Archive for category Entertainment
I have a vivid memory of watching the Tonight show as Johnny Carson was interviewing Raquel Welch. She comes out with a cat that sits on her lap. She asks Johnny “do you want to pet my pussy?” He answers “sure, if you move that damn cat.” In my memory it’s vivid, I can see the picture, hear his reply, the exact intonation and see her response. I’m sure I saw it.
Or did I? Not according to Snopes. They note that the story most often involves Zsa Zsa Gabor, but sometimes involves Raquel Welch or a number of others. That inconsistency is the mark of an urban legend, they state. Doing a google search the story most often includes Gabor so I must be wrong. Or maybe not — in this thread another person remembers it just as I do, with Raquel Welch, and around 1970, when I would have seen it. This post also has the incident involving Welch in the 70s, which would fit my memory (it even mentions a clip, though I can’t find a clip posted anywhere).
In my mind there is no doubt but that it happened. The memory is vivid and clear, including a memory of me shocked by hearing that (suggesting it probably was 1972 or a little after) and seeing her reaction. There is no way my memory could be so detailed about both what I saw, how I felt and what my reaction was without it being true. That’s my story and I’m sticking to it, that’s what I feel to be true deep down.
But, of course, the evidence is against me. Who am I to argue with Snopes? What if as a 12 or 13 year old I heard this urban legend, visualized it in my mind, and somehow over time came to believe I’d seen it. Having watched Johnny Carson almost every night from age 10 to when I went to college at 18 I know his mannerisms and could easily have concocted a mental image of this exchange. Over time real memories and stories heard/scenes imagined blur. Perhaps what was once my imagination of a story I heard became to me a real memory.
Memories are strange things. In the court of law eye witness accounts used to be given the most weight; now they are if anything more distrusted than objective evidence one can glean from records, videos or other documents not so vulnerable to subjective error.
Part of the problem is that memory is imbued with a strong sense of subjective interpretation. For instance, let’s say I had an argument with someone in a bar in 1994 — or perhaps an early internet debate back when usenet was new and flame wars common. I might remember it with me rationally trying to reason with someone who is obstinate, arrogant and even rude. If that person were to recall the argument he or she would likely have the same memory — but with me the obstinate one.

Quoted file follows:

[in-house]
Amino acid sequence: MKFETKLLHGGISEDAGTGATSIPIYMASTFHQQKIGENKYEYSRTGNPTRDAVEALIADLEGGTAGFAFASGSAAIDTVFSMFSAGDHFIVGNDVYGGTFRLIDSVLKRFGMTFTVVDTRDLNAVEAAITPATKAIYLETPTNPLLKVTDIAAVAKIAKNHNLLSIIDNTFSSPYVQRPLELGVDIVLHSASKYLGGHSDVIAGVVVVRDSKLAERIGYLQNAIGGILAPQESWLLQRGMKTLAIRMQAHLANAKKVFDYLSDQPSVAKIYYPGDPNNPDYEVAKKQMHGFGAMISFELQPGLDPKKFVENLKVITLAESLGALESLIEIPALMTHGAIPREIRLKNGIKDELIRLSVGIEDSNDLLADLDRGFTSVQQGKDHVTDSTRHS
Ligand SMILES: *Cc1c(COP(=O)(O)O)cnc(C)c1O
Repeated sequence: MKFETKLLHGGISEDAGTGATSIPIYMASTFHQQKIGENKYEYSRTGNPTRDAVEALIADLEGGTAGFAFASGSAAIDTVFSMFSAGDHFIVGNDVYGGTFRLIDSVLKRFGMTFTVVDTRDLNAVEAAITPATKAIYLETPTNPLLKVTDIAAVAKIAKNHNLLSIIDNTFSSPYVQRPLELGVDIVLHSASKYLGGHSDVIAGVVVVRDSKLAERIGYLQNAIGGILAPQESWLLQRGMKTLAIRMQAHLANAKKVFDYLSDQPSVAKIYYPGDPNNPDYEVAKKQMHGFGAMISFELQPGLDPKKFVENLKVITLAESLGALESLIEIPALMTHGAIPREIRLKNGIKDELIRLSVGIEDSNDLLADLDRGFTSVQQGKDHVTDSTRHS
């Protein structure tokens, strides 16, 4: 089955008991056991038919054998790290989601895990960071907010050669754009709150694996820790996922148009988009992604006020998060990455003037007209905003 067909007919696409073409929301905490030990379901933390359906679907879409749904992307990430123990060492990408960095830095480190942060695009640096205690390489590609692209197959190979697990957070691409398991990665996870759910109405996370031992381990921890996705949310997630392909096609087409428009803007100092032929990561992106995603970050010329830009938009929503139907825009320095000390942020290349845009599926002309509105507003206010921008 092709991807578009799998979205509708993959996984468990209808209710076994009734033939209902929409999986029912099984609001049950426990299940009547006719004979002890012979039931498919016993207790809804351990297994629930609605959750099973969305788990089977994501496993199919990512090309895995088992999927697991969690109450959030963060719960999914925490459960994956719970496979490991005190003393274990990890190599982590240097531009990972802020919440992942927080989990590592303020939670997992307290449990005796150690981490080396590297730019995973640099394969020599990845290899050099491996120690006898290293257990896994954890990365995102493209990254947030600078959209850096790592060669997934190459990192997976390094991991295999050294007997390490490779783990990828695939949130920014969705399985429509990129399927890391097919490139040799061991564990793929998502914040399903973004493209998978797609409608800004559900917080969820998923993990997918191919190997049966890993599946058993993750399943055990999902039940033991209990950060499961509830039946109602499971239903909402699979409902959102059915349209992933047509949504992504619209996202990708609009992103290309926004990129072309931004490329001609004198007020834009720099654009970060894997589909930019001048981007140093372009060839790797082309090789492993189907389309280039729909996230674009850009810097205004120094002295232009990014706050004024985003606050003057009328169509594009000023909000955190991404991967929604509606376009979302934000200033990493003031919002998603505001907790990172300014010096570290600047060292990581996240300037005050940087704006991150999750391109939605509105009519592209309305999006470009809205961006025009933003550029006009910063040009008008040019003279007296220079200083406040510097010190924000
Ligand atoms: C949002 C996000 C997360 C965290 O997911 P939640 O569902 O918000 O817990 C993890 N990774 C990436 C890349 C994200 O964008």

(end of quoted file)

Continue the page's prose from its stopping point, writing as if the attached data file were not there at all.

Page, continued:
If one has self-doubts, one may remember things as being more personally insulting and cutting then they were. Small statements that one is sensitive to may dominate a memory of a conversation where objectively that statement was inconsequential.
I remember seeing John F. Kennedy’s picture in the newspaper in color when I was three years old. He had just been killed, and a color photo was rare. I remember learning to walk and wondering why my parents were forcing me to do that, as my dad flashed lights at me. But there is also a picture of those first steps — is my memory a reconstruction based on that photograph, or real? Did that photo reinforce a real memory?
One memory I have is at age 2 in the Black Hills going to a zoo. My dad was enthralled with buffalo on the other side of a ridge, but I couldn’t see them (he had binoculars). I looked down and saw blankets and sheets floating down a stream, then apparently going under the stream and coming out at the start and flowing down again. I tried to get my mom and dad to look, but they were just into the buffalo. There was a picture there too — me looking down, my dad with binoculars. Once years later I asked my mom about that, and she said, “all I remember is you were really fascinated by a clothes line with sheets on it in the valley below.”
So the memory was real — albeit through the eyes of a two year old whose brain had not yet categorized clothes line perception and thus saw the sheets flowing down the river. But that shows another limit of memory, our brains interpret and categorize based on experience. We can’t be sure that our perceptions and interpretations are accurate, only that our brain is doing the best it can within its experiential framework.
Yet within our brain every memory is said to exist. Brain surgeons sometimes trigger old conversations, or cause patients to hear the past as if it were happening in the present. For that person the past is the present, the experience of that conversation is suddenly real.
Memories are flawed and biased; one remembers a reality where oneself is more benevolent than was likely the case, with others perhaps more flawed and malevolent. Memories fit into categorizations and can reinforce conflicts and bias, whether on a personal level or between groups like the Israelis and Palestinians.
Memories are useful, of course. Remembering how one was swindled makes one less likely to fall for the same ploy; memories of help and friendship can lead to positive action. The subjectve bias inherent in all memory means simply that we should be open to learning how others may have interpreted a situation differently, recognizing that even if it contradicts what any of us remember, that doesn’t mean the person is lying or dishonest. We all mold memories to fit our own subjective states. Recognition of that makes it easier not to carry grudges and to avoid resentment.